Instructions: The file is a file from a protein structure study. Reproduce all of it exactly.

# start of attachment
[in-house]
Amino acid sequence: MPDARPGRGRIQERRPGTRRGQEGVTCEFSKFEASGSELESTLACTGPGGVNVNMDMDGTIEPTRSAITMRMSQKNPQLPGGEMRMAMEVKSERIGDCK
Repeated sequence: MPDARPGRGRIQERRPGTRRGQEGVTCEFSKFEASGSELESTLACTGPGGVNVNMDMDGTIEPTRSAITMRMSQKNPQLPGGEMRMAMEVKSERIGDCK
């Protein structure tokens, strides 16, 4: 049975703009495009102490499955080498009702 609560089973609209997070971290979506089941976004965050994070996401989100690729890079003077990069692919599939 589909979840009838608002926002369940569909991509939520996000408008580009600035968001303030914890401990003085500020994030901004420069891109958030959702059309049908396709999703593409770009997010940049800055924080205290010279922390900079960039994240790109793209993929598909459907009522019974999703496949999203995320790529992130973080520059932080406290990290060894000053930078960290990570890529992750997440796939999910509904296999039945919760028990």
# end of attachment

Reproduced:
[in-house]
Amino acid sequence: MPDARPGRGRIQERRPGTRRGQEGVTCEFSKFEASGSELESTLACTGPGGVNVNMDMDGTIEPTRSAITMRMSQKNPQLPGGEMRMAMEVKSERIGDCK
Repeated sequence: MPDARPGRGRIQERRPGTRRGQEGVTCEFSKFEASGSELESTLACTGPGGVNVNMDMDGTIEPTRSAITMRMSQKNPQLPGGEMRMAMEVKSERIGDCK
């Protein structure tokens, strides 16, 4: 049975703009495009102490499955080498009702 609560089973609209997070971290979506089941976004965050994070996401989100690729890079003077990069692919599939 589909979840009838608002926002369940569909991509939520996000408008580009600035968001303030914890401990003085500020994030901004420069891109958030959702059309049908396709999703593409770009997010940049800055924080205290010279922390900079960039994240790109793209993929598909459907009522019974999703496949999203995320790529992130973080520059932080406290990290060894000053930078960290990570890529992750997440796939999910509904296999039945919760028990």